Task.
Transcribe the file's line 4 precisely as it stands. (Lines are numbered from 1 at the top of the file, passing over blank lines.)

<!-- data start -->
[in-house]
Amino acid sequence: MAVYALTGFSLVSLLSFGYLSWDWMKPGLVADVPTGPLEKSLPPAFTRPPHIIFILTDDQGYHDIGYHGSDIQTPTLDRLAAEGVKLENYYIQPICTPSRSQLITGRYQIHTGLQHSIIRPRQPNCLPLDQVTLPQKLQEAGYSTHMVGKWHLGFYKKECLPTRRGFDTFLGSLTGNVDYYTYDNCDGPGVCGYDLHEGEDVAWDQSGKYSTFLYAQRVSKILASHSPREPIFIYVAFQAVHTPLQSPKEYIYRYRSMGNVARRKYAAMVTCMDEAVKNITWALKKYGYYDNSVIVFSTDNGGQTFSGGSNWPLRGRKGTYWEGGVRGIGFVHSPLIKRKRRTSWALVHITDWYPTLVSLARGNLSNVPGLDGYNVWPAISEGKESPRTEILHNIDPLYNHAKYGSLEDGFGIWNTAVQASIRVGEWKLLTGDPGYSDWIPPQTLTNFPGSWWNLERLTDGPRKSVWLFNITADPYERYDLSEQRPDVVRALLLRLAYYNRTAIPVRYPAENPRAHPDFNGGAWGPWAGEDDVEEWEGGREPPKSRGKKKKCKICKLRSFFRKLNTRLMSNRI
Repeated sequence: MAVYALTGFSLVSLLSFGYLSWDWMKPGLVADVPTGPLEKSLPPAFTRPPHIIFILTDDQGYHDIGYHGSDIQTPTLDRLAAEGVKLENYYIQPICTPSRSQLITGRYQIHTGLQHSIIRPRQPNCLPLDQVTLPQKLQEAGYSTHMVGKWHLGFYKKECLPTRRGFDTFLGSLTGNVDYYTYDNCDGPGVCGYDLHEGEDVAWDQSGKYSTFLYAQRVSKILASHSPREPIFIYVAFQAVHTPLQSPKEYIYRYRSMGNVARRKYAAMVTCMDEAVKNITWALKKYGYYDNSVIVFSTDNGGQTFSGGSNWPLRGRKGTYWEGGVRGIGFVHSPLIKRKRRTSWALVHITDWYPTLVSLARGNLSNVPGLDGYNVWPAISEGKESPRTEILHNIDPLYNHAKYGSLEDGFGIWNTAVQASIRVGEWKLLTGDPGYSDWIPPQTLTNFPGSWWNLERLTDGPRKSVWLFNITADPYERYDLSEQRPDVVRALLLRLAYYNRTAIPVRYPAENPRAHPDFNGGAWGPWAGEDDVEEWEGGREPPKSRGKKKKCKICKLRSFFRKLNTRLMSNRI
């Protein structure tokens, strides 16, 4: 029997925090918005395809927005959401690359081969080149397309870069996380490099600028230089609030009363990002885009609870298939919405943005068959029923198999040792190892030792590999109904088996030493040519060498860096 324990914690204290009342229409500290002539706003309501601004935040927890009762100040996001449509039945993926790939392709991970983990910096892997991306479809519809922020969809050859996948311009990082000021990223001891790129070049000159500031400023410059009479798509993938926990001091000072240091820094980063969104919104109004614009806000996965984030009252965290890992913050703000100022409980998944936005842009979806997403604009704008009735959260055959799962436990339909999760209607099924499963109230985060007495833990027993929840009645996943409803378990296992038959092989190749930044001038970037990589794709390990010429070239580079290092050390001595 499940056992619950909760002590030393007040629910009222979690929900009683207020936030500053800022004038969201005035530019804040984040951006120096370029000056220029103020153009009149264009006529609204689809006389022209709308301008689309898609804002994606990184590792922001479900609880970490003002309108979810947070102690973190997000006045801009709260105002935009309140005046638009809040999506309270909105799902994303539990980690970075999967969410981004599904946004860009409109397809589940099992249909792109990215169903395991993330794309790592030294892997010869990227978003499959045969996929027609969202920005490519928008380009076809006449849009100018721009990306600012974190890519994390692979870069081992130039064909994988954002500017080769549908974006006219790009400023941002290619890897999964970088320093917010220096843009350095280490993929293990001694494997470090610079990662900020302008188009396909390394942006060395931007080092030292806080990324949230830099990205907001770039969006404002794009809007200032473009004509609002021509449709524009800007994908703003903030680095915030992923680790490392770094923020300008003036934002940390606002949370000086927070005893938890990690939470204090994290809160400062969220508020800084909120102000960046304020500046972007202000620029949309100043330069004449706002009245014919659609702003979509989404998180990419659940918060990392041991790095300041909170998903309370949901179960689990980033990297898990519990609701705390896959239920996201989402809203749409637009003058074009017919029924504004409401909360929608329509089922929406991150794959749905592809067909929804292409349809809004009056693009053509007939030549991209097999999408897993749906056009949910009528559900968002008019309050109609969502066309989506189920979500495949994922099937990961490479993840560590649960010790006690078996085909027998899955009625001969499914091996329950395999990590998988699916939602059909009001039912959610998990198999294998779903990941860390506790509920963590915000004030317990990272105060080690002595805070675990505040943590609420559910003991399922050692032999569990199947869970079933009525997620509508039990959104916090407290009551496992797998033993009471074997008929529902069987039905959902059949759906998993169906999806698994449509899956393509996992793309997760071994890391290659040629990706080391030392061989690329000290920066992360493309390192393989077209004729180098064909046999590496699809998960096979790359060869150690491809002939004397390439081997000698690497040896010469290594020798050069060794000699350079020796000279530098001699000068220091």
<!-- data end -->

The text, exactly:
């Protein structure tokens, strides 16, 4: 029997925090918005395809927005959401690359081969080149397309870069996380490099600028230089609030009363990002885009609870298939919405943005068959029923198999040792190892030792590999109904088996030493040519060498860096 324990914690204290009342229409500290002539706003309501601004935040927890009762100040996001449509039945993926790939392709991970983990910096892997991306479809519809922020969809050859996948311009990082000021990223001891790129070049000159500031400023410059009479798509993938926990001091000072240091820094980063969104919104109004614009806000996965984030009252965290890992913050703000100022409980998944936005842009979806997403604009704008009735959260055959799962436990339909999760209607099924499963109230985060007495833990027993929840009645996943409803378990296992038959092989190749930044001038970037990589794709390990010429070239580079290092050390001595 499940056992619950909760002590030393007040629910009222979690929900009683207020936030500053800022004038969201005035530019804040984040951006120096370029000056220029103020153009009149264009006529609204689809006389022209709308301008689309898609804002994606990184590792922001479900609880970490003002309108979810947070102690973190997000006045801009709260105002935009309140005046638009809040999506309270909105799902994303539990980690970075999967969410981004599904946004860009409109397809589940099992249909792109990215169903395991993330794309790592030294892997010869990227978003499959045969996929027609969202920005490519928008380009076809006449849009100018721009990306600012974190890519994390692979870069081992130039064909994988954002500017080769549908974006006219790009400023941002290619890897999964970088320093917010220096843009350095280490993929293990001694494997470090610079990662900020302008188009396909390394942006060395931007080092030292806080990324949230830099990205907001770039969006404002794009809007200032473009004509609002021509449709524009800007994908703003903030680095915030992923680790490392770094923020300008003036934002940390606002949370000086927070005893938890990690939470204090994290809160400062969220508020800084909120102000960046304020500046972007202000620029949309100043330069004449706002009245014919659609702003979509989404998180990419659940918060990392041991790095300041909170998903309370949901179960689990980033990297898990519990609701705390896959239920996201989402809203749409637009003058074009017919029924504004409401909360929608329509089922929406991150794959749905592809067909929804292409349809809004009056693009053509007939030549991209097999999408897993749906056009949910009528559900968002008019309050109609969502066309989506189920979500495949994922099937990961490479993840560590649960010790006690078996085909027998899955009625001969499914091996329950395999990590998988699916939602059909009001039912959610998990198999294998779903990941860390506790509920963590915000004030317990990272105060080690002595805070675990505040943590609420559910003991399922050692032999569990199947869970079933009525997620509508039990959104916090407290009551496992797998033993009471074997008929529902069987039905959902059949759906998993169906999806698994449509899956393509996992793309997760071994890391290659040629990706080391030392061989690329000290920066992360493309390192393989077209004729180098064909046999590496699809998960096979790359060869150690491809002939004397390439081997000698690497040896010469290594020798050069060794000699350079020796000279530098001699000068220091």